Whatever the result of the Football Association's investigation into allegations that John Terry racially abused Anton Ferdinand, the governing body must be seen to be providing strong leadership at this time.
Because the FA has been pushing so commendably hard to stamp out racism as much as possible in recent years, it has to be shown to be taking a lead and being decisive on this issue.
The men in charge at Wembley must address these allegations as a matter of urgency. They can't just hope it goes away because it will undermine all the efforts they have made to eradicate racism.
If Terry is found to be guilty, and he is certainly innocent until proven otherwise, then the FA must react very, very strongly. You can't do what UEFA has done in the past to eruptions of racism and just impose a slap on the wrist or a minor fine.
If the FA rules against the England and Chelsea captain then I completely agree with Les Ferdinand - cousin of Anton - that Terry should never play for his country again. How could you expect any black player to take the field alongside someone found guilty of racist abuse?
Could you take a racist player to an international tournament, where he would play against numerous other black players? How would their opponents feel? England have enough problems without carrying that kind of stigma around.
We have seen situations in the past where England players have been racially abused, most recently in the Euro 2012 qualifier in Bulgaria - an incident that provoked a UEFA investigation.
Given players from this country have been targeted in the past, it is important to prove to other nations and associations that while we talk the talk when our players are the victims of racial abuse, we also walk the walk when they are guilty of the same offence. We might get abused when we go abroad but when something happens in our country we deal with it straight away.
The FA taking a strong stance against racism would increase the pressure on UEFA and other countries to address their own problems. A country like Spain might have the best football team in the world but they also have problems: black players aren't protected there in some situations.
If Terry is found guilty, and again I emphasis the 'if', the matter must be dealt with very, very strongly as far as I am concerned because no one wants to see an issue this serious be ignored.
Young black kids who are just starting to make their way into the professional game, 14 and 15-year-olds, will be watching the situation closely and wondering, if guilty, what punishment a high-profile player will get for behaviour like that. Those kids need to know that racism in any form will not be tolerated.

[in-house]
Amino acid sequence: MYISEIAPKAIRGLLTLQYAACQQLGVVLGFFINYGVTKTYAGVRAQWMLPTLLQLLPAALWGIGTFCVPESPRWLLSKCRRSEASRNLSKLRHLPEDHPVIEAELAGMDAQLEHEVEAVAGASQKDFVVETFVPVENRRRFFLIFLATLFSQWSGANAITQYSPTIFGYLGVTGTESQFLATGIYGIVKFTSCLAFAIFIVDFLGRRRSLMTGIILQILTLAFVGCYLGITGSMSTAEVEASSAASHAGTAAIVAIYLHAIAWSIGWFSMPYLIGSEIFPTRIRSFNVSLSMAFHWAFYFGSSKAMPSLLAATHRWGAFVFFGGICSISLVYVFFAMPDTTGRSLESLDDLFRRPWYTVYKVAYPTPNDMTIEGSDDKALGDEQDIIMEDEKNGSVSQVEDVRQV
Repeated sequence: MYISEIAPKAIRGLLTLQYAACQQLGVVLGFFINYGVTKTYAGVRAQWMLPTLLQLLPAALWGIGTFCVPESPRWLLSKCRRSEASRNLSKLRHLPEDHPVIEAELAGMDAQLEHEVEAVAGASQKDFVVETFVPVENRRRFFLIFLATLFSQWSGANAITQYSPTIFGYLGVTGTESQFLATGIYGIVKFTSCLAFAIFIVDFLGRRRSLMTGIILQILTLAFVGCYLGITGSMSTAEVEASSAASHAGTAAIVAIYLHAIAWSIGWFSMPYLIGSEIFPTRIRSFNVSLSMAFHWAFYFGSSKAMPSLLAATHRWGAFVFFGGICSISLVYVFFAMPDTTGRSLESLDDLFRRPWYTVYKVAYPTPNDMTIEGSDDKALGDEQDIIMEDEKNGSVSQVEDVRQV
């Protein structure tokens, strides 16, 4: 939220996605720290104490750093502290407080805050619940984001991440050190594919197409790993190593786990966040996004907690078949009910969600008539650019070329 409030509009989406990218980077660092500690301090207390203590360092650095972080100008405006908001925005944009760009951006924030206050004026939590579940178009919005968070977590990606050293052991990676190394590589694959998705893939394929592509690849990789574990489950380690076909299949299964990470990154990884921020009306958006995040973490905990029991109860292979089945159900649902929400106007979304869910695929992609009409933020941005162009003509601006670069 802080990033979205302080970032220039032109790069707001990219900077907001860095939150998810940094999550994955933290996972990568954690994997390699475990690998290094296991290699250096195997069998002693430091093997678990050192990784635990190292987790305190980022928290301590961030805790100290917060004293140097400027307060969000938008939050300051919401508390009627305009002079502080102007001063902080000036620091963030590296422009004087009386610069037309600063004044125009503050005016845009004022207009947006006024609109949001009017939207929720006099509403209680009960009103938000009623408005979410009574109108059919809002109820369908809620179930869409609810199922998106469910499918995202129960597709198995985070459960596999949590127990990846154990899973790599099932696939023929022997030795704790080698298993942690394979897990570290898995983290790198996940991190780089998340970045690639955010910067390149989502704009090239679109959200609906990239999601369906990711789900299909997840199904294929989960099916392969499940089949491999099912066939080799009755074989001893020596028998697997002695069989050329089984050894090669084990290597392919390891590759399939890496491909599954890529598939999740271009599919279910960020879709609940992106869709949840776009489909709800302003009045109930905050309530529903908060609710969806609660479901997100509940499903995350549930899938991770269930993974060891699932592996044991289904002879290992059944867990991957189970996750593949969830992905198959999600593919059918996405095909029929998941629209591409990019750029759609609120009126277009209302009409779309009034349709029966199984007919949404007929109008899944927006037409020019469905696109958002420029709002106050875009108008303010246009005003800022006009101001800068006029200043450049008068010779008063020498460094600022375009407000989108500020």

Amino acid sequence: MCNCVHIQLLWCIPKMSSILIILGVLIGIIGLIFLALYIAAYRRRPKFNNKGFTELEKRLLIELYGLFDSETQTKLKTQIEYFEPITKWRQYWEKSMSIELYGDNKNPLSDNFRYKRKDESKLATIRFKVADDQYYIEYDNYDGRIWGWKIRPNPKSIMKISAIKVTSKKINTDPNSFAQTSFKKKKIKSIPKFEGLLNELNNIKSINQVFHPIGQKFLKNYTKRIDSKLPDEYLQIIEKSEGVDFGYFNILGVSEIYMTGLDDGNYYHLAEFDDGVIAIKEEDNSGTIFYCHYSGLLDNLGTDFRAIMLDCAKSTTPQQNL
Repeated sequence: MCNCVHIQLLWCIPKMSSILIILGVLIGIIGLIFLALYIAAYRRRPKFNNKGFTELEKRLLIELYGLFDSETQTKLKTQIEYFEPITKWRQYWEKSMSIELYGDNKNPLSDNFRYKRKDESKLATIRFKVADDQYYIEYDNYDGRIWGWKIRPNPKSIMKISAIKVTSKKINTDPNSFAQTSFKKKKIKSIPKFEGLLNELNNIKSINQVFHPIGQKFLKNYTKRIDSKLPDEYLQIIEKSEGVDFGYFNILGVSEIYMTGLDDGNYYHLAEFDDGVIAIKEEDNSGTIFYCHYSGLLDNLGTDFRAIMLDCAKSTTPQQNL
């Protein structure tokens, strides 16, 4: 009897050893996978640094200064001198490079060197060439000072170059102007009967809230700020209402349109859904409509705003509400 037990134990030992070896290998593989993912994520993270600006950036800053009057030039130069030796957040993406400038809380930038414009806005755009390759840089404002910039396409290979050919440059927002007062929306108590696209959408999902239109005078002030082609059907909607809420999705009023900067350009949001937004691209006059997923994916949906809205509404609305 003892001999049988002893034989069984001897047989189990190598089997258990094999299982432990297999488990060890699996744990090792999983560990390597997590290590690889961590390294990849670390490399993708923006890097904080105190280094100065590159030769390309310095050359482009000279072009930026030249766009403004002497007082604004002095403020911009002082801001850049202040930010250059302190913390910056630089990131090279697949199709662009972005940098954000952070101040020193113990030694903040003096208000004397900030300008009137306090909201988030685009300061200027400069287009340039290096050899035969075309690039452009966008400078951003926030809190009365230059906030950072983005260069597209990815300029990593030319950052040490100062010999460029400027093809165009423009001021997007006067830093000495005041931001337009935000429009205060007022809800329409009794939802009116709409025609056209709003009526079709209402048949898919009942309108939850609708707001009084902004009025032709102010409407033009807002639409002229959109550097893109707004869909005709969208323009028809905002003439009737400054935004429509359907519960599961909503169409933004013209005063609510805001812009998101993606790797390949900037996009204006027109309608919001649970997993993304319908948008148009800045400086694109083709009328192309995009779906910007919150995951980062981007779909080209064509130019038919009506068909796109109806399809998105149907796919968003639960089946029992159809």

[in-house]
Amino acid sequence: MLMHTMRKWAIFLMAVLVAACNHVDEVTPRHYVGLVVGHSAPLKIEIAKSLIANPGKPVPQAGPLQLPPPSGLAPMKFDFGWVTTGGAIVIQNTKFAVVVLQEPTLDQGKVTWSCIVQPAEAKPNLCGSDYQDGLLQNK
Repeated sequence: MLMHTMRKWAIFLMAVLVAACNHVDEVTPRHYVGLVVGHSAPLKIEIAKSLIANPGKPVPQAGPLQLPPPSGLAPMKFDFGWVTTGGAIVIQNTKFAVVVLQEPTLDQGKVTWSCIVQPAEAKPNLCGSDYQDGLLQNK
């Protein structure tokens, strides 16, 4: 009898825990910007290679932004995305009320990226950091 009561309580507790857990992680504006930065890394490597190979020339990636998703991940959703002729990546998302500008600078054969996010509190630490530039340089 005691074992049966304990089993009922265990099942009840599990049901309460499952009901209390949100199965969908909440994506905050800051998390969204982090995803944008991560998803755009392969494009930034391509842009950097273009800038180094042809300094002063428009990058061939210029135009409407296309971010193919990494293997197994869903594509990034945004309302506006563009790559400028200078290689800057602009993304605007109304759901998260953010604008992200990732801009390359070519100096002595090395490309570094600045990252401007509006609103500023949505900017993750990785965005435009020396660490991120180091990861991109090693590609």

When you are trying to stamp something out in the terraces and on the streets, and trying to bring people together, the last place you need to see it is on the pitch and that is the problem. There can be no excuse whatsoever.
I had to deal with certain issues during my playing career, but back then you couldn't complain. If you did you would have lost, you would have been out of the picture. That was in the 1980s and now the environment is different, but it hasn't been sorted out 100 per cent. Beating racism is a fight that spans decades and it won't be won in this one.
You can't go on a witch hunt of course. You have to see if the proof is there. But on the other side of the coin, I think Andre Villas-Boas has been too quick to jump to Terry's defence in such strong terms.
He is right to offer his player support and back him - but any experienced manager like Sir Alex Ferguson would go out and establish all the facts first. I think Kenny Dalglish only came out strongly once he knew categorically he could back his player.
The case between Luis Suarez and Patrice Evra is a bit different because it is just the respective words of two men. There is no evidence and there is nothing that can be done about that.
Of course, with the Terry case there is video evidence. Quite what the FA makes of the video at their disposal is another matter, but either way they must not leave themselves open to accusations of indecision or dragging their feet on an issue this important.